By Bruce Campbell, Staff Writer
Enid News and Eagle
ENID, Okla. —
Jake Scott has accomplished a lot in the last two years of his high school wrestling career — two-time state qualifier with a 42-15 record.
But the Enid senior hopes his finest moment hasn’t happened yet as he prepares to meet western champion Andrew Dixon in a first-round 220-pound match today at the Class 6A state tournament at Oklahoma City’s State Fair Arena.
“If I can win state, I won’t be able to describe how amazing it feels,’’ Scott said. “I’m a good talker, but I don’t know how I would describe that ... I just hope I have my most memorable moment Friday and Saturday.’’
Dixon pinned Scott at the Geary Tournament last month. Dixon comes in with a 40-0 record to Scott’s 21-5. Scott was fourth at the eastern regional
“I’m definitely excited about it,’’ Scott said. “It gives me an opportunity to prove myself and show that wasn’t me at the regionals. When I wrestled him at Geary, I hadn’t had a lot of mat time yet. I wasn’t at my peak performance.’’
Scott won his first round match at state as a junior, but then was pinned twice and didn’t place.
“I’m taking everything a little harder now,’’ he said. “I’m more serious than I was last year. I want to bear the fruit of my labor better than I did last year.’’
The biggest thing he learned from last year was mental toughness.
“You need to be ready to go all the time,’’ Scott said. “Last year, I was ready for my first match, but I wasn’t totally prepared mentally for the others.’’
Scott is a little nervous about state and a chance to redeem himself
“I haven’t let my emotions get up to where they should be yet,’’ Scott said. “But everything is riding on this last go-around. It’s given me some jitters.’’
Scott had a goal of just qualifying a year ago. This year, it’s been to win, or at least place.
“I let some things slip last year,’’ Scott said. “This year, I knew I was going to qualify. I just had to take my work ethic up to the next level, and not back off like I did last year.’’
Scott, a student council officer, was Enid’s first state qualifier since 2008, when he was the Eastern regional runner-up as a junior. That brought additional responsibilities this year.
“I feel like the burden was put on me in the beginning to lead more,’’ Scott said. “I accepted it midway through the season. I put the team first, and we all got going in the right direction.’’
For only the second time in EHS history, the Plainsmen have three state qualifiers. Junior 126-pounder Billy Grothe and freshman 145-pounder Anthony Gonzalez will join Scott at state.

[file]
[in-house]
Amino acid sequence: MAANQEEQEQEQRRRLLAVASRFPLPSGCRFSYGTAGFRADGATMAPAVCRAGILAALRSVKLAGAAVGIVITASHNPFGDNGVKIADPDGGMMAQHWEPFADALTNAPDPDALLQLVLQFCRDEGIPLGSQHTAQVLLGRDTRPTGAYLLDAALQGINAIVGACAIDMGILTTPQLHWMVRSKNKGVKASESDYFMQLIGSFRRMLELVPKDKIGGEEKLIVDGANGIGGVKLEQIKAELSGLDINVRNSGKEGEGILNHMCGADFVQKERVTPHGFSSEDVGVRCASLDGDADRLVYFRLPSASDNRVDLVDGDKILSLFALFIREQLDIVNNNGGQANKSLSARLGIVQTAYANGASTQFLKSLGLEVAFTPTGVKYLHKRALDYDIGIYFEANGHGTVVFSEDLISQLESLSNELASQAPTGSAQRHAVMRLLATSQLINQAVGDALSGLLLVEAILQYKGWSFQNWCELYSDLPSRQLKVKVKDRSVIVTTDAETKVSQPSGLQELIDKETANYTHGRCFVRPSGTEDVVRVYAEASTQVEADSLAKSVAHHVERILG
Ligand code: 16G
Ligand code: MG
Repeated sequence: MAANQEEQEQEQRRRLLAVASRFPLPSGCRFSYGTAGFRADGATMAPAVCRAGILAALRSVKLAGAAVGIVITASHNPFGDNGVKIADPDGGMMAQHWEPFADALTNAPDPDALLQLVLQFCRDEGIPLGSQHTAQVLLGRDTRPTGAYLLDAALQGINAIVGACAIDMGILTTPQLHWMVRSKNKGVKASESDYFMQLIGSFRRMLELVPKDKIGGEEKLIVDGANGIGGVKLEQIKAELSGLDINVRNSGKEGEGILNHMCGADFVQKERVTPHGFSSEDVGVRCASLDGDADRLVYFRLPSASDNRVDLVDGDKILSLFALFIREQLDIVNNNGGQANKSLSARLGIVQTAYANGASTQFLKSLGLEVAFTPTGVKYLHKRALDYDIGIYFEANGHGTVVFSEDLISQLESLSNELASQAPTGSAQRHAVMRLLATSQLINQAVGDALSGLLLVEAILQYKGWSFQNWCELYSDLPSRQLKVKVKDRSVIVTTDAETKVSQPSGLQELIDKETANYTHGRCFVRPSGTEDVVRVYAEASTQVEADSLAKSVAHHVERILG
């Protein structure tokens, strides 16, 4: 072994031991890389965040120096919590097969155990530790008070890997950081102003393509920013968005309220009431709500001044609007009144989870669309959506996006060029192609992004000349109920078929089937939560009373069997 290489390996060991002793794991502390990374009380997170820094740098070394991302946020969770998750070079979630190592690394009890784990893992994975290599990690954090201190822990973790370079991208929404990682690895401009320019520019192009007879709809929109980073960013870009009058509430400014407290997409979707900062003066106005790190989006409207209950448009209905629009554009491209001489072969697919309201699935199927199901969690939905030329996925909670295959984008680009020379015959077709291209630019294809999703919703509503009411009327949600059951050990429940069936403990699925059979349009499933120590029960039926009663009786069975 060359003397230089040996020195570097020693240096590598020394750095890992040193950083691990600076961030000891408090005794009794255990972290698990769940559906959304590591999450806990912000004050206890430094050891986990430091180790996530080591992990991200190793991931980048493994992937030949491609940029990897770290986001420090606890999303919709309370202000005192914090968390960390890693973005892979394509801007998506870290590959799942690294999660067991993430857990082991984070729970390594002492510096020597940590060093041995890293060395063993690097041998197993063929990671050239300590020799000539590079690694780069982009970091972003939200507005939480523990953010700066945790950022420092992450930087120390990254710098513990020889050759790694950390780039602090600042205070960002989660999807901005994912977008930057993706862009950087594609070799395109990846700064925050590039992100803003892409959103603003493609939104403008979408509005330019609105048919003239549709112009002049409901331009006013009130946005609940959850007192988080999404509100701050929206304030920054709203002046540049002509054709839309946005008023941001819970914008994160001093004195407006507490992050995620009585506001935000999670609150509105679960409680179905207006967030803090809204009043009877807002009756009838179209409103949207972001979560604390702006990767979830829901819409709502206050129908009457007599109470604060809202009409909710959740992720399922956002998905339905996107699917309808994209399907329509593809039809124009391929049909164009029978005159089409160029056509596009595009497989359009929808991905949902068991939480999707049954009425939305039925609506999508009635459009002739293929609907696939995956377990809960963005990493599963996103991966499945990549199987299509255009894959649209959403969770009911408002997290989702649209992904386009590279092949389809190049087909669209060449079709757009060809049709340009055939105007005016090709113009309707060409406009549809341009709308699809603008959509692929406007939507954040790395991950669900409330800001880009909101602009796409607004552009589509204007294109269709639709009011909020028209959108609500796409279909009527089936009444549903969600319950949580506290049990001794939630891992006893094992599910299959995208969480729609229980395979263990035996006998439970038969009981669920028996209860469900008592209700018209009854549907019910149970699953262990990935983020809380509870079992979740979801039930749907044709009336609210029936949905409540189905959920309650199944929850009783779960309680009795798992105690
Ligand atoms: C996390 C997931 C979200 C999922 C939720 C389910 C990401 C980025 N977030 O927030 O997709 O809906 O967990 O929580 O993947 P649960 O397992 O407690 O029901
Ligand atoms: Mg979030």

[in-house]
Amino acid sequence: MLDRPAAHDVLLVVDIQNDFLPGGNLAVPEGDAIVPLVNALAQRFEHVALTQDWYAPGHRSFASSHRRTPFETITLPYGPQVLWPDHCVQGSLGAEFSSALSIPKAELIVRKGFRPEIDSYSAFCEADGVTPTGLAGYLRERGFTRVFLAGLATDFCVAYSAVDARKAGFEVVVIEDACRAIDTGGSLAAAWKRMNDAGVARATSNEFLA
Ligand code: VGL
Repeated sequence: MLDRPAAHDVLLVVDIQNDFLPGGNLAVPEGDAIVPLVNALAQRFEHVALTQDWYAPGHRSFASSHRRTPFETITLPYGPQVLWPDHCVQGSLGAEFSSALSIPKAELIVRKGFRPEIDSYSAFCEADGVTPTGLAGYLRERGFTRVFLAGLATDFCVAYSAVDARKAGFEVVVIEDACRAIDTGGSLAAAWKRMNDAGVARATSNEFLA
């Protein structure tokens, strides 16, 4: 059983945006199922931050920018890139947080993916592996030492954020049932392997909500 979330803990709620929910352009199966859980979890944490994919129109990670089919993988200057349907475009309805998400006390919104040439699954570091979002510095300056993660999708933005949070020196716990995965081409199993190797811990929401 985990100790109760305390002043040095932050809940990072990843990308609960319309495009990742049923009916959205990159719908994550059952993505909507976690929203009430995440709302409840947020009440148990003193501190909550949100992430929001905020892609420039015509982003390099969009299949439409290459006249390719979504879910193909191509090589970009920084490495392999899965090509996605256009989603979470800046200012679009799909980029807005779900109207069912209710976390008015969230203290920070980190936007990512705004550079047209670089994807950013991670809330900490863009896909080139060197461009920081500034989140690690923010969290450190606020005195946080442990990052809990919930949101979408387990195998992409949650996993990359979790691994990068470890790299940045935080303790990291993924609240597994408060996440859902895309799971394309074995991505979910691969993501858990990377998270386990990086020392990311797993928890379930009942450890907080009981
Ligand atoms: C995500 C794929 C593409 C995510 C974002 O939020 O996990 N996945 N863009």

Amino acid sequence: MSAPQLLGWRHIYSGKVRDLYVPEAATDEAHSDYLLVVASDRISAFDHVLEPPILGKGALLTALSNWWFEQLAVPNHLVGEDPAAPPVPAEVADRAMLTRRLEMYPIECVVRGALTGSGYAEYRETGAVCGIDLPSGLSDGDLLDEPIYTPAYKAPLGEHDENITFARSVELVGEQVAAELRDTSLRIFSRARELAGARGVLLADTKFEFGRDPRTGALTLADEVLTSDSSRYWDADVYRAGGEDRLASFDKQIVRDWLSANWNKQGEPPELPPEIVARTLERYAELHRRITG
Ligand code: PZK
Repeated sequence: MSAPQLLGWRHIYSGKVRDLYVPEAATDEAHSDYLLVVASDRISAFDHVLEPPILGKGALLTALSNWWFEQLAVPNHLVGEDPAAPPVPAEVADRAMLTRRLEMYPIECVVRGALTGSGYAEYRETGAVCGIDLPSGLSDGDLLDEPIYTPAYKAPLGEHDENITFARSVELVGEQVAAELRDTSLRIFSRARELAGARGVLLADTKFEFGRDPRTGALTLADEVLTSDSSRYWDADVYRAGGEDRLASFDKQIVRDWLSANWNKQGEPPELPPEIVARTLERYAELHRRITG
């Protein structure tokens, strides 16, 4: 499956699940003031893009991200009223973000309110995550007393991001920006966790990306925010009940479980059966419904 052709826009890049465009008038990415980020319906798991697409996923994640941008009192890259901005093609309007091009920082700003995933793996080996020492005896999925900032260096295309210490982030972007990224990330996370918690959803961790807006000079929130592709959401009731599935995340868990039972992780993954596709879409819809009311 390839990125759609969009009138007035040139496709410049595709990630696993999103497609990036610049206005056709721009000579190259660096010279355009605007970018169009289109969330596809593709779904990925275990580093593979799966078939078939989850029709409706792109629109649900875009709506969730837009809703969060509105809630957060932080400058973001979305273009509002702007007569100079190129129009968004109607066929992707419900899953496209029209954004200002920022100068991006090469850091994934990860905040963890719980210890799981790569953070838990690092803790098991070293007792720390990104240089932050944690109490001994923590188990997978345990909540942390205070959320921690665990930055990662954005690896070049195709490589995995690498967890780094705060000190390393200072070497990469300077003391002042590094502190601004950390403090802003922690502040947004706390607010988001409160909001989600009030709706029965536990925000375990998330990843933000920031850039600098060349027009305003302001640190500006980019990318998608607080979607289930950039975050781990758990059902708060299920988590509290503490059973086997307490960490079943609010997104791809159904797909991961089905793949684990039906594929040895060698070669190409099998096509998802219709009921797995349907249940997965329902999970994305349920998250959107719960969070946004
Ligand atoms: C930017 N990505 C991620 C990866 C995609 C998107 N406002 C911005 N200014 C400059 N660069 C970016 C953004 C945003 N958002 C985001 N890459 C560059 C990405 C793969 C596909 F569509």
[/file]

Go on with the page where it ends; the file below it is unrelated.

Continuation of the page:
“It’s a lot more fun seeing others having to practice hard before we go off to state,’’ Scott said. “It was better than it was last year.’’
Whatever Scott does at state, his legacy still is clear. Only a handful of EHS wrestlers have qualified for state twice.
“I feel good about that,’’ Scott said. “I definitely like to be remembered as being a state champion. If that doesn’t happen, a least a placer. I would take that for a legacy.’’
Scott may be better known for what he’s done off the mat. Besides being a student council officer, he also scored 30 on his ACT.
“It (academics) comes second nature to me,’’ Scott said. “Somehow it falls together. I don’t go out and do as much stuff with my friends as a normal teenager would do. Sometimes, you just have to bunker down at home.’’
Scott had a setback last month when an illness sidelined him for 10 days.
“It probably took my cardio and my ability to keep going for a long time back a little,’’ Scott said. “I don’t think it set me back any.’’
Scott plans to try to walk-on in football at the University of Tulsa, where he would be reunited with his brother Colby. He’s more in line for academic than athletic scholarships.
If he goes to TU, it means he will be giving up wrestling after seven seasons, mostly under current EHS varsity coach Jory Dick.
“I really don’t know how that will feel until it happens,’’ Scott said. “It’s hard to predict something like that.’’
Enid’s coach said he will miss Scott for sure.
“Jake Scott’s name will live here for a long time,’’ Dick said. “He’s the kind of student colleges want to have. He’s the kind of guy that you want to hire. I’m proud to be a part of his career.’’
Grothe (25-9), a third-place finisher at regionals, will go against Western runnerup Keaton Randall (26-8) of Westmoore in the first round.
Gonzalez (13-9, fifth in the regionals) earned a spot at state when a competitor ahead of him was disqualified. He’ll face Western runner-up Evan Wilson of Midwest City (24-10) in the first round.
“Once you get to state, everybody is 0-0,’’ Dick said. “It’s anybody’s ball game. I like our draws and where we’re at.’’